The Lucas numbers $L(n)$ are defined by $L(0)=2$, $L(1)=1$, and $L(n)=L(n-1)+L(n-2)$, for $n\ge2$. Looking at the sequence $\{L(n)\}$ modulo various numbers, we are lead to conjecture that $\{L(n) \mod m\}$ contains a complete residue system modulo $m$ if and only if $m$ is one of the following: $2, 4, 6, 7, 14, 3^k$, $k\ge1$. Example: Modulo 5 we have the sequence $2,1,3,4,2,1,\dots$, and since the sequence repeats we never obtain $0 \mod 5$. Example: Modulo 6 we have $2,1,3,4,1,5,0,\dots$ and we obtain a complete residue system $\mod 6$.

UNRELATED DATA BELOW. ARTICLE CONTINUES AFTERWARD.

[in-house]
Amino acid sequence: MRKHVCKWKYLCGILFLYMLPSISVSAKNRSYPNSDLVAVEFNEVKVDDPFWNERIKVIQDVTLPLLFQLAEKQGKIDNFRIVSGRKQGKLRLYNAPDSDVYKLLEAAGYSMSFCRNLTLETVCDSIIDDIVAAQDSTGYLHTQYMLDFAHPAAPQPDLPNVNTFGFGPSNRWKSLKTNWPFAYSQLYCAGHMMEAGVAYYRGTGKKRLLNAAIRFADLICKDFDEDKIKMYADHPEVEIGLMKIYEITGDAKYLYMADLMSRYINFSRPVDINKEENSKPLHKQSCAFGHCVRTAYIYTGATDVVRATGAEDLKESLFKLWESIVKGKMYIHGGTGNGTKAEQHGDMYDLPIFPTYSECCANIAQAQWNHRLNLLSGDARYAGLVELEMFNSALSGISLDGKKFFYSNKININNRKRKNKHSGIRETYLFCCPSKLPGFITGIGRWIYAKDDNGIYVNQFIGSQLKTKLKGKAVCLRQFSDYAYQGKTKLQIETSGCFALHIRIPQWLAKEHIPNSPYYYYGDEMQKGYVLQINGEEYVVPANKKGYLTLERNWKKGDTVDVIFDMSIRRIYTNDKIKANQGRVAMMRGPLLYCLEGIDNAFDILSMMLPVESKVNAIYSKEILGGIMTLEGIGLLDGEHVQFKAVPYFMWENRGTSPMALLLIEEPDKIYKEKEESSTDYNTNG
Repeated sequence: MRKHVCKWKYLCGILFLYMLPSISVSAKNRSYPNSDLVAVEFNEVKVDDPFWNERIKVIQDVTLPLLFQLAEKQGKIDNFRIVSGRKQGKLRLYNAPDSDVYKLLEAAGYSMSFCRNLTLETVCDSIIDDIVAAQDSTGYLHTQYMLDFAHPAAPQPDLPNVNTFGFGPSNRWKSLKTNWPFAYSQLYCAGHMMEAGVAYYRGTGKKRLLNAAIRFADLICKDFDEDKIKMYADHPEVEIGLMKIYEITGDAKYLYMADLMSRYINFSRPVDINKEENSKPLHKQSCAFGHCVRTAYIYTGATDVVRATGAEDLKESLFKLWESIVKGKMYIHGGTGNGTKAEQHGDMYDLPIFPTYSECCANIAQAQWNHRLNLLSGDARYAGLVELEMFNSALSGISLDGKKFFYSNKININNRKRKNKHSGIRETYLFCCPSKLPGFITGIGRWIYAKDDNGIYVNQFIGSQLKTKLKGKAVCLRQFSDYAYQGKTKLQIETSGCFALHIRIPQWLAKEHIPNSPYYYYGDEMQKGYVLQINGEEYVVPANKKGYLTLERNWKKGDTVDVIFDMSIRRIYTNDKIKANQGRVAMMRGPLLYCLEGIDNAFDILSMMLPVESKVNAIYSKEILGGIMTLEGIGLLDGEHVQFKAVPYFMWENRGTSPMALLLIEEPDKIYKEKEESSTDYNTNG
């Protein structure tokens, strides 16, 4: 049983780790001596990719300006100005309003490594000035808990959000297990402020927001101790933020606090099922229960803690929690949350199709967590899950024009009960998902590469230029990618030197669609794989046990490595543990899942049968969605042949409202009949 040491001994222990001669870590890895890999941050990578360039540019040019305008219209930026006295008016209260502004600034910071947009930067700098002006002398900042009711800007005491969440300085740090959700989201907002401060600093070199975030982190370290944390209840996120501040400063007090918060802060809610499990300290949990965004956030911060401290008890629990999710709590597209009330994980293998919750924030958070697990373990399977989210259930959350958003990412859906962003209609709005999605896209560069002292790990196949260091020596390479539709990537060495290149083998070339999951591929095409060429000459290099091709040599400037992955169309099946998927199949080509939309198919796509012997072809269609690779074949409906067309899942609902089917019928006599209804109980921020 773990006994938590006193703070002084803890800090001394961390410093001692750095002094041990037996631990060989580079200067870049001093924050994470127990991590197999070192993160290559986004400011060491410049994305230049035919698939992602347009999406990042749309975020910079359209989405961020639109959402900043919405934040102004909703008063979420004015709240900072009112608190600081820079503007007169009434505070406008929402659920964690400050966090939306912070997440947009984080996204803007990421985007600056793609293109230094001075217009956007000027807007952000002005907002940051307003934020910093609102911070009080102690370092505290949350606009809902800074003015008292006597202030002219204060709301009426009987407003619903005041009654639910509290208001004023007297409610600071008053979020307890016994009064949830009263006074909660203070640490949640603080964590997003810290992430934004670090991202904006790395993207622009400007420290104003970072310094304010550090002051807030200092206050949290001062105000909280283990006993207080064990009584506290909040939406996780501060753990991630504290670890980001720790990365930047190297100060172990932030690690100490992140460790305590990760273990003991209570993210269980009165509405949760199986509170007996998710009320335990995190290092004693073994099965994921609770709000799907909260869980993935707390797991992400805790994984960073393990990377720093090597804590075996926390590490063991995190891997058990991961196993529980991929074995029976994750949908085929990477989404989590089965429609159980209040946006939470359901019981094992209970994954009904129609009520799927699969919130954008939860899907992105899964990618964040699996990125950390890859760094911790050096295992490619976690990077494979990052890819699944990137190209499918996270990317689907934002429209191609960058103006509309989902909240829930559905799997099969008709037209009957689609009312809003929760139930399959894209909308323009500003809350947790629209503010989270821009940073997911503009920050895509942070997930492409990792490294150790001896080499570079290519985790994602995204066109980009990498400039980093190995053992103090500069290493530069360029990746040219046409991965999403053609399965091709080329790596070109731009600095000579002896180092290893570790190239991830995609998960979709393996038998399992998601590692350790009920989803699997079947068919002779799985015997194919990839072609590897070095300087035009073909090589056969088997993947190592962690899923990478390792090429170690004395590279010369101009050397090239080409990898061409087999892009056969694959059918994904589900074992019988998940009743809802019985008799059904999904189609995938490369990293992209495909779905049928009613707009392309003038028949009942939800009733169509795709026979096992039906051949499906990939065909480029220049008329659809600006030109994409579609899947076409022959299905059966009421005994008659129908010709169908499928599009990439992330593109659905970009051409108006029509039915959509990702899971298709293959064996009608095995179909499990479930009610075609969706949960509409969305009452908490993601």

The corresponding problem for the Fibonacci sequence was solved by S. A. Burr in "On Moduli for Which the Fibonacci Sequence Contains a Complete System of Residues," Fibonacci Quarterly, December 1971, pp. 497-504. The sequence $\{F(n) \mod m\}$ contains a complete residue systems modulo $m$ if and only if $m$ is one of $5^k, 2\cdot5^k, 4\cdot5^k, 3^j\cdot5^k, 6\cdot5^k, 7\cdot5^k, 14\cdot5^k$, $k\ge0$, $j\ge1$.

Although 40 years later, I don't find that anyone has looked at the Lucas version. If someone supplies a reference or a proof, I would appreciate it. Thank you.